Belonging is what "we" rob people who experience a mismatch between their body and their gender. The shame that follows can be just as crippling as the loneliness that endures, Sand explained. They had to not only "come out" to their family and endure being "othered," but also fight against the daily war between being told who you are and knowing who you are.
"It's like being "unhomed" and "othered" every day, all at once, without much give." Sand said.
Despite our obvious differences, I felt close to Sand. I identified with their tireless pursuit to satisfy the almost physical need for authenticity. As Sand went on, I began to understand that "authenticity" is not a privileged theoretical right. It is a visceral and pressing bodily need to belong and to be seen. Dysphoria is the emotional language of that unmet need.
I asked Sand, "Why is it so hard for us to reflect on gender norms?"
Sand described how easy it is to other their experience, while admitting that it is equally confusing to them. Common psychological practice, Sand explained, is to notice when a projection happens or when one "catches" a projection. When someone others someone else, it is typically a sign they are othering something within themselves. Sand's interview transcended any professional duty. Sand's story reached me at a personal level.
Listening to Sand's experience — and anyone for that matter who struggles to find authentic ground — I located myself in their journey. I did this not by reducing Sand's daily struggle to fit into my own cis-gendered world-view, but by finding an empathetic bridge between our experiences.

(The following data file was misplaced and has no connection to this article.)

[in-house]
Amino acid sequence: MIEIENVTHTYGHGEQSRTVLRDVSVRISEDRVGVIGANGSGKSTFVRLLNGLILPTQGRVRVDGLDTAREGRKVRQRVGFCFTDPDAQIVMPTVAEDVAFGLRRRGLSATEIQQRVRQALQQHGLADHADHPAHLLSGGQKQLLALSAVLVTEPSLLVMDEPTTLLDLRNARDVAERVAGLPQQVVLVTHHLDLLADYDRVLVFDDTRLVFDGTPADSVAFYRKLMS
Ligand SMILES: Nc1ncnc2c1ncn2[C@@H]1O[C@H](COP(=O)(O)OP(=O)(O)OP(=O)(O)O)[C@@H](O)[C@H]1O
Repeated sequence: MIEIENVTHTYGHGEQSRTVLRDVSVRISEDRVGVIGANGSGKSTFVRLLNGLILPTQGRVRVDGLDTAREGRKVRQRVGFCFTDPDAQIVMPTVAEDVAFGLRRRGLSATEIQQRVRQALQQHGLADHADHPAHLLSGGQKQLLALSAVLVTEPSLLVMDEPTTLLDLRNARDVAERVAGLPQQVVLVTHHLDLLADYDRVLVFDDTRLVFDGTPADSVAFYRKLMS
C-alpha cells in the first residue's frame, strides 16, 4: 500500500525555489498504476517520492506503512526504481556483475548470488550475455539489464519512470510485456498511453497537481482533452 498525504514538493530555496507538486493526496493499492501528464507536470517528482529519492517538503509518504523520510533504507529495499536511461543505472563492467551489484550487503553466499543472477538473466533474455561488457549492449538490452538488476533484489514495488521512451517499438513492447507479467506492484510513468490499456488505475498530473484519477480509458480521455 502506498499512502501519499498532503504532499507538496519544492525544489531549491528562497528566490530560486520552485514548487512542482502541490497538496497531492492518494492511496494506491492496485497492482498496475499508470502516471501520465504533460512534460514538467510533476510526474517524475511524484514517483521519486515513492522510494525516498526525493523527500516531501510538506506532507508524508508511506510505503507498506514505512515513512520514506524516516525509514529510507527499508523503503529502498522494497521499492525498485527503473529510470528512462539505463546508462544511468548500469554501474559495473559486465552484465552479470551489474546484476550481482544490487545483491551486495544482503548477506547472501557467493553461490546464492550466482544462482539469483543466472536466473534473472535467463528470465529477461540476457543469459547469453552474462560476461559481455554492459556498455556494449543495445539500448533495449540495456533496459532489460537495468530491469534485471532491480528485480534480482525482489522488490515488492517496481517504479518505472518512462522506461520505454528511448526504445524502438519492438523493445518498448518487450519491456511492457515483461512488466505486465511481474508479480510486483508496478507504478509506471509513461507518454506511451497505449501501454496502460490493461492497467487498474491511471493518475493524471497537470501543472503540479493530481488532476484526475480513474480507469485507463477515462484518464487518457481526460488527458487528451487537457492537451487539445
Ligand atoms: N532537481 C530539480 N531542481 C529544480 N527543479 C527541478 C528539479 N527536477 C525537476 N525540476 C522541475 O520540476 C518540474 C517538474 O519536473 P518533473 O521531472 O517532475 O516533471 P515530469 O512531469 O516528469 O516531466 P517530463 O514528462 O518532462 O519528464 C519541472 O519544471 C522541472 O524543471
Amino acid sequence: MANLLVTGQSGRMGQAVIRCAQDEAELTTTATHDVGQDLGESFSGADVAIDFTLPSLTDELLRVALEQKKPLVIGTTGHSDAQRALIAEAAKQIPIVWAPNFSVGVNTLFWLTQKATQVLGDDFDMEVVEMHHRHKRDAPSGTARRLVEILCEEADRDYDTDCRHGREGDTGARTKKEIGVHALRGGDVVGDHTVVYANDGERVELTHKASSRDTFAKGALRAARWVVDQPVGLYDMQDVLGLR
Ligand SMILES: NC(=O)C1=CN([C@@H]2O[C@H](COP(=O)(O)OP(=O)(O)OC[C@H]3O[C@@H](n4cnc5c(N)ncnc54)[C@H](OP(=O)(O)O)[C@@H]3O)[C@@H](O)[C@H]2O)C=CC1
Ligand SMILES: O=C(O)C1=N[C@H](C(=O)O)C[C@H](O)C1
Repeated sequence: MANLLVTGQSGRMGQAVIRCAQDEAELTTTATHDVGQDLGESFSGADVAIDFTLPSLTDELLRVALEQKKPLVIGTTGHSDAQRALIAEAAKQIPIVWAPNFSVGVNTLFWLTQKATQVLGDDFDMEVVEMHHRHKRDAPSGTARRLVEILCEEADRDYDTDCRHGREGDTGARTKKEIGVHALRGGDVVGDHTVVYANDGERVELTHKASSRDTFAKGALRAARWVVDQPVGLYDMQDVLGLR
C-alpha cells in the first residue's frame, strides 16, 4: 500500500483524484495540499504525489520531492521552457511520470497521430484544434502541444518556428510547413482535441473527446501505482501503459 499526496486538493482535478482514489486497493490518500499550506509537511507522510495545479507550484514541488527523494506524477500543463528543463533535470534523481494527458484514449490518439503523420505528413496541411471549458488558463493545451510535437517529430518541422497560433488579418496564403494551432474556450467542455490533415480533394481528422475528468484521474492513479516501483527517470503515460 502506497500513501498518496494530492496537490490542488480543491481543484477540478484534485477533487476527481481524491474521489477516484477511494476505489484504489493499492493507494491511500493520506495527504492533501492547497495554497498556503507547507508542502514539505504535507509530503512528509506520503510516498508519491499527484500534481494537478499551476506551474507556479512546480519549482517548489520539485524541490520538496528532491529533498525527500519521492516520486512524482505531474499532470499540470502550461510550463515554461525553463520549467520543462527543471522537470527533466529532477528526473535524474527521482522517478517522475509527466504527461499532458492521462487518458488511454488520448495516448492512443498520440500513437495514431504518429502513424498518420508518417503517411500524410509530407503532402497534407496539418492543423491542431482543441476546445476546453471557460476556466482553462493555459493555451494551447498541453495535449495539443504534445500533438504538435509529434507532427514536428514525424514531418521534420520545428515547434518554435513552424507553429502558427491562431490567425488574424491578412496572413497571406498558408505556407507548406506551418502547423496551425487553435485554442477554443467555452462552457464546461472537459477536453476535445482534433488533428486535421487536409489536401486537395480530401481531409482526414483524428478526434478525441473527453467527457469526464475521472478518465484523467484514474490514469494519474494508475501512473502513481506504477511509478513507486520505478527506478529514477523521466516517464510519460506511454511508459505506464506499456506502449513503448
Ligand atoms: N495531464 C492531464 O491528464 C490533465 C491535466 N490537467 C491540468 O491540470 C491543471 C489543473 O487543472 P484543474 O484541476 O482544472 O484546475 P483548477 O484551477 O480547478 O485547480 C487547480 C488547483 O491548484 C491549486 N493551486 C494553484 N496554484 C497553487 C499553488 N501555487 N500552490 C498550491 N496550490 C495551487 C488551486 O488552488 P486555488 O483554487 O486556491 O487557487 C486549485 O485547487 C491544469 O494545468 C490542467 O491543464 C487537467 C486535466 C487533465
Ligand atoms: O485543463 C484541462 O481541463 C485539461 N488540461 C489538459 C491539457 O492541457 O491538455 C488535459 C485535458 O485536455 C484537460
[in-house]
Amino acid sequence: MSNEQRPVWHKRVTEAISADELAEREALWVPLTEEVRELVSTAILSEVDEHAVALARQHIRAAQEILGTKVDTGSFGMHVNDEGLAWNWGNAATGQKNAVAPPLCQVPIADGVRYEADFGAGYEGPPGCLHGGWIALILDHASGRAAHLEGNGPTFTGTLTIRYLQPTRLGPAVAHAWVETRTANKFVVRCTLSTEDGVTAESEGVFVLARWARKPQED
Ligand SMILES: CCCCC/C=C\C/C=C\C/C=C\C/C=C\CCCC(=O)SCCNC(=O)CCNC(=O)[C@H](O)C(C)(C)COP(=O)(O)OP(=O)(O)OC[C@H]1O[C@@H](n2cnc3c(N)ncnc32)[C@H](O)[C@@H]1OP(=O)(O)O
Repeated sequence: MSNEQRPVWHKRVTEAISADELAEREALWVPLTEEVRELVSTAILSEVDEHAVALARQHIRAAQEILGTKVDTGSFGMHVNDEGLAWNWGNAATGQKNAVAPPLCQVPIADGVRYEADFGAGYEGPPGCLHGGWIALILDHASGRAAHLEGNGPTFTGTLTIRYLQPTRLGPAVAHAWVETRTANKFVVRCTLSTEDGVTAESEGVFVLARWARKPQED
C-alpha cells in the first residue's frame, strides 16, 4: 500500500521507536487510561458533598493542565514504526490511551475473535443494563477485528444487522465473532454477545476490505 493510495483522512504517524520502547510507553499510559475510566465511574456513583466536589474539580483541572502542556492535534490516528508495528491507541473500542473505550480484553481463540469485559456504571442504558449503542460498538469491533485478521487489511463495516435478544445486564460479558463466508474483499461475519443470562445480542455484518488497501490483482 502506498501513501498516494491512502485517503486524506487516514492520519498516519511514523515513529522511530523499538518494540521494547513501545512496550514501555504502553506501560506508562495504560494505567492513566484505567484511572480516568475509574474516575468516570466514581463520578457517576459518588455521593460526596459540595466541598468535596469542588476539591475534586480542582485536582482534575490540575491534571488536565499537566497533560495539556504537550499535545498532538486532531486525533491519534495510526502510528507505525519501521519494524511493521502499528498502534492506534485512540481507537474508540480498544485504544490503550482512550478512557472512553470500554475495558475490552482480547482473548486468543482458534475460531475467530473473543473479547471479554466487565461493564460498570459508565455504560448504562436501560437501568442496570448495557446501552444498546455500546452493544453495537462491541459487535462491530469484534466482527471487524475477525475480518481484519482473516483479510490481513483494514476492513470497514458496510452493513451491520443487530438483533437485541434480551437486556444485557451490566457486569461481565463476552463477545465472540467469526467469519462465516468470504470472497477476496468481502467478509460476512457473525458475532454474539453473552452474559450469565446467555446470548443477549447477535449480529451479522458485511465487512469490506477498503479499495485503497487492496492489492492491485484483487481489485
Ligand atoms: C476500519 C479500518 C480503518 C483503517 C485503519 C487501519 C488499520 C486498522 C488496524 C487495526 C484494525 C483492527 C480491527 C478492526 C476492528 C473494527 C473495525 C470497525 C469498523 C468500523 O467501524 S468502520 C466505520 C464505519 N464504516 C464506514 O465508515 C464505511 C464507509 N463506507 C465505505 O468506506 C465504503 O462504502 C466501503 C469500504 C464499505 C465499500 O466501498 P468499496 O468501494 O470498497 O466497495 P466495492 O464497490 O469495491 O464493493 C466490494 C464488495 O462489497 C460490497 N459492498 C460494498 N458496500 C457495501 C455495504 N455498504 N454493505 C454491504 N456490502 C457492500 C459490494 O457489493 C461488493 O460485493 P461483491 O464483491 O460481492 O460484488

Irrespective of gender norms, I thought, everyone faces (or will face) what Carl Jung termed mid-life, which can be loosely defined as the fundamental breakdown and opening to one's true Self. In Jung's model, one is constantly wavering between belonging to, and separating from a community. Mid-life, like symptoms of dysphoria, seem to culminate when life lived according to cultural norms feels empty. You might own the perfect home, have the perfect family, and work in the perfect job. But now what? Is this really it? The cliches can follow — the divorce, the new sports car, the eat-pray-love sabbatical — with one big looming question: who am I?
Sand's concluding thought articulated something challenging but profound.
"Perhaps it is hard for us to accept that we have a plurality baked within ourselves. That we possess male and female dynamics clamoring for our attention. It is challenging to integrate this awareness, so it seems easier and safer to make people like me feel like the weird ones."
After thanking Sand for such a generous interview — and snapping a selfie with Milo — I thought about Whitman's famous line: "I am large, I contain multitudes." I felt at ease because it's an experience that seems hardwired to our collective experience.
Sand's wisdom is simple and complex: what can feel "other" on the outside might be a subtle cue to be curious about the "other" within. Thank you, Sand.